Is it me?
Or is Christmas really down to just a day now?
When I was a child, Christmas was a time when families got together to spend time, not just for a few hours or a night, but for a week or so.
It was time to really catch up with distant relatives and friends, and really let your hair down, because the car was parked, and you weren’t going anywhere.
Christmas cards, were filled with real sentiment, almost poetry, not just the few words today which don’t express anything heartfelt. Cards were important, they said I am thinking of you at this time, and were not just for people you hadn’t seen all year.
Everything, pretty much shut down, except the emergency services and essential workers. Christmas was a proper holiday for everyone else, shops closed early, pubs were only open for a few hours, so if you forgot anything, then tough you did without it! There was no 24 hour convenience stores or petrol stations open, which by the way, used to only sell fuel and a few car accessories. And then, the streets would be all but silent, because everyone would be indoors, enjoying themselves.
But now, people have multi-sites to visit within a set time, eating in one place, then eventually settling somewhere else. Trying to please too many other people, rather than actually just pleasing themselves for once.
Is it all about doing the right thing or being seen to be doing the right thing? And who is it right for?
All the hype that is built up, in September glittery signs and wrapping paper makes an entry mixed in with Halloween costumes, that’s now also part of Guy Fawkes night! These last two being an opportunity to turn your kids into beggars, and allow them to worship the dead! I can never get my head round that! I know all around the world Halloween means something different, but that doesn’t apply here.
Anyway, sorry I digress. I am absolutely horrified at the small fortune that some parents spend on an individual child, just for Christmas. Worse still, if it is the child specifying something expensive, as no longer are they satisfied with simple gifts that have fun, practical or educational value, everything is fast, hi-tech, and becomes obsolete so quickly.
People have finally wised up the all the chain stores, with inflated prices that get slashed a few days later. Now, the first sales begin weeks before Christmas, and by 9:00 am Boxing Day they are in full swing. Having been spurred on by the amazing “Black Friday” frenzy, madness ensues, where everyone just has to have that “must have” item, or they are buying the Christmas presents they didn’t get before. People are still filling up shopping trolleys at the supermarkets, as though they are planning for some horrific event; how much more can they eat? And how much of that is wasted? And once all that is done, we can sit back with a drink in hand and reflect on how absolutely exhausted we are.
All festivities have long gone, Christmas is ‘so’ yesterday! The ho ho ho has got up and gone, until next year.
For me, this period of time between Christmas and New Year, is ‘quiet time’, nothing much really happens, except maybe catching up on a few people. But otherwise for me, it’s a time to take it easy, get my house upstairs in order, seriously recharge the batteries, and everything is on a go slow, until New Years Day. I’ll drink to that! Sx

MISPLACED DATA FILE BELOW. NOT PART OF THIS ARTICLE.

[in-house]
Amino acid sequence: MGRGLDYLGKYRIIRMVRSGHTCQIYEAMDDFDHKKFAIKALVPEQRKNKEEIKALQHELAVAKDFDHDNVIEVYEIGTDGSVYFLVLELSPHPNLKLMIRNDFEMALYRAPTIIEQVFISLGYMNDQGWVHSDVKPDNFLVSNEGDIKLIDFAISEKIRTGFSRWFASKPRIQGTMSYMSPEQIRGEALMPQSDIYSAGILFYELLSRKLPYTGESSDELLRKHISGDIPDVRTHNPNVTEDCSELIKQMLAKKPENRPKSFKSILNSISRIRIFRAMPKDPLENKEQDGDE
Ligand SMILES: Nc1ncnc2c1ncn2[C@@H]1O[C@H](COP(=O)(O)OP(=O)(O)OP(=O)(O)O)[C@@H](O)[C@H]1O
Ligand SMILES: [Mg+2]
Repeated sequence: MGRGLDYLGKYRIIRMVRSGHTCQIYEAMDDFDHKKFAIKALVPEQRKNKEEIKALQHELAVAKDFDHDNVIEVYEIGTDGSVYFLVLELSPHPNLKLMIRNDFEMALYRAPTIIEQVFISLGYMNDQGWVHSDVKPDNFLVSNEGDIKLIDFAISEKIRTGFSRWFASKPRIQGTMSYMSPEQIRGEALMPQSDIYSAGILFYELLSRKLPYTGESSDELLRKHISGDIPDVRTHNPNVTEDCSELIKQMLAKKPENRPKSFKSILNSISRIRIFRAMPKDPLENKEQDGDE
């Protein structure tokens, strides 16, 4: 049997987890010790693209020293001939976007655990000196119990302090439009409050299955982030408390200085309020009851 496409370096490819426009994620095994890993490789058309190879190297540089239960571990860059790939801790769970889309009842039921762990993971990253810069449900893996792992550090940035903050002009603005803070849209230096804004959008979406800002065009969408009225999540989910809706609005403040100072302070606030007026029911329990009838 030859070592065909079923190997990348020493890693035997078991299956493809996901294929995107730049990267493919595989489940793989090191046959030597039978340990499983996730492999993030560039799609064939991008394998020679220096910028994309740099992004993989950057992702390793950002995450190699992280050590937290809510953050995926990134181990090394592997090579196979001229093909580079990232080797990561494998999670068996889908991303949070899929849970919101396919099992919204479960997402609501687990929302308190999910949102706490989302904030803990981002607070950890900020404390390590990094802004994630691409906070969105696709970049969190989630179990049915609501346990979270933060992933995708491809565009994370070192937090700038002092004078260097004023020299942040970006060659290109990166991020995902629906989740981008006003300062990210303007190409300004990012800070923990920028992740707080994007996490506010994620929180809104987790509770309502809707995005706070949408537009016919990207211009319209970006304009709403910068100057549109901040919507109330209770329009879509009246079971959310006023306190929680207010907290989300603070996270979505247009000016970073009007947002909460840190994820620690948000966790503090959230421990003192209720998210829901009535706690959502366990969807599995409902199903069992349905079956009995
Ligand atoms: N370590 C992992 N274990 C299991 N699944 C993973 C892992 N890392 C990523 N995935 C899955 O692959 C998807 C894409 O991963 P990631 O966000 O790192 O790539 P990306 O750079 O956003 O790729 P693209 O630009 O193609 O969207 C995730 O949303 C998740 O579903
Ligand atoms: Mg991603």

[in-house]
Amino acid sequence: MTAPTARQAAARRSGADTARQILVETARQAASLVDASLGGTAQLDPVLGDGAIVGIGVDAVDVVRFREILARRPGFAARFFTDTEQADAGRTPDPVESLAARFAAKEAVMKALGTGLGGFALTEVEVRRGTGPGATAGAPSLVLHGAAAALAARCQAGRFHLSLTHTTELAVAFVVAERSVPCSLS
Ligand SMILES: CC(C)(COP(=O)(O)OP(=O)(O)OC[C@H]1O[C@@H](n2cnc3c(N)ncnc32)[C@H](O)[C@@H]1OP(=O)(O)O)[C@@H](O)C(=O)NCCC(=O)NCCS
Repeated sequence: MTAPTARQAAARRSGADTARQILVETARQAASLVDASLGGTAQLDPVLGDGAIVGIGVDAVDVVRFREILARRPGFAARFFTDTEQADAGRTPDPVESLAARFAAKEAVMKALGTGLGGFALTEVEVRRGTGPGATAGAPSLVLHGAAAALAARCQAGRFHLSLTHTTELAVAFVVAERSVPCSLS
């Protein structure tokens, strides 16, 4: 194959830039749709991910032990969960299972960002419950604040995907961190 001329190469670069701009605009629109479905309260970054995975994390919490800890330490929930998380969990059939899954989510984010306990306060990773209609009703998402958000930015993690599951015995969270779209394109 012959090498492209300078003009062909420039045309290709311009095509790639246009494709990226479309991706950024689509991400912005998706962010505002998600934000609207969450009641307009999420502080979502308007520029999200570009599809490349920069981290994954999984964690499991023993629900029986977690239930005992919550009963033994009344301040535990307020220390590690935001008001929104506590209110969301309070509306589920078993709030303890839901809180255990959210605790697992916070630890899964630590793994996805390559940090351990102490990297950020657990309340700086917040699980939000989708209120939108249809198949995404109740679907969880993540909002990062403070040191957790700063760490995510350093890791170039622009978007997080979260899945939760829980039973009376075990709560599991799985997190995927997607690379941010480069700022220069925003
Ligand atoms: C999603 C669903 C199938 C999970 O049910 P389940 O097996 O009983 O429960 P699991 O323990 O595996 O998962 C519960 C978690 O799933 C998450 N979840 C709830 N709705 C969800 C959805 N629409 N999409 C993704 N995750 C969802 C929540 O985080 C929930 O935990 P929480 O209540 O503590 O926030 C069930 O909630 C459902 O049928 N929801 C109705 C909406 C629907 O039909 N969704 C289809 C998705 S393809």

(30th December 2014)
Unfortunately since I first wrote this piece, I have come to the conclusion that Christmas is down to just a few hours now…
Everyone still comes together to sit at the table, but their minds are elsewhere, focussing on social media outside the home, rather being socially interactive within. Let’s face it, how many people remain sitting at the table, after the meal has been cleared away? Or take the opportunity to continue the conversation in a group facing each other? Instead almost as soon as the meal is over, everyone escapes back to their own little world. And all the preparations, the worry, and the stress slinks away into nothingness.
The crazy thing, is all the big companies tempt us with their glitzy adverts, enticing us to come see more, come buy more. But no one thinks about the real cost of making these adverts and how as a consumer they’re going to pay for it. I would rather they didn’t bother, but instead do price reductions across the board.
People force themselves to do things or accommodate people they would normally do their best to avoid, and all for the sake of … keeping who happy?
I am not anti-Christmas, but I am anti what it has come to represent. I feel for the people who feel they are compelled to go through the whole process, probably pushing their own financial boundaries, just in order to keep a child happy. Or to able to give a child something they were denied themselves as children, whatever their reasons, if everything is accessible and afforded them, it’s only teaching children to have no value for money, or for how it was earned. It saddens me that children still have all these expectations in a time when people are surviving on credit, or are literally living hand to mouth each month.
For me, I have a few unhappy memories at this time of year, so it’s never easy anyway. But for the moment, there is something missing, not just by physical loss, but the whole spirit of how it used to be. Maybe when I feel that spirit again my outlook will change, but at the moment it’s very hard to see past that. Sharon x
(Updated 30th December 2018)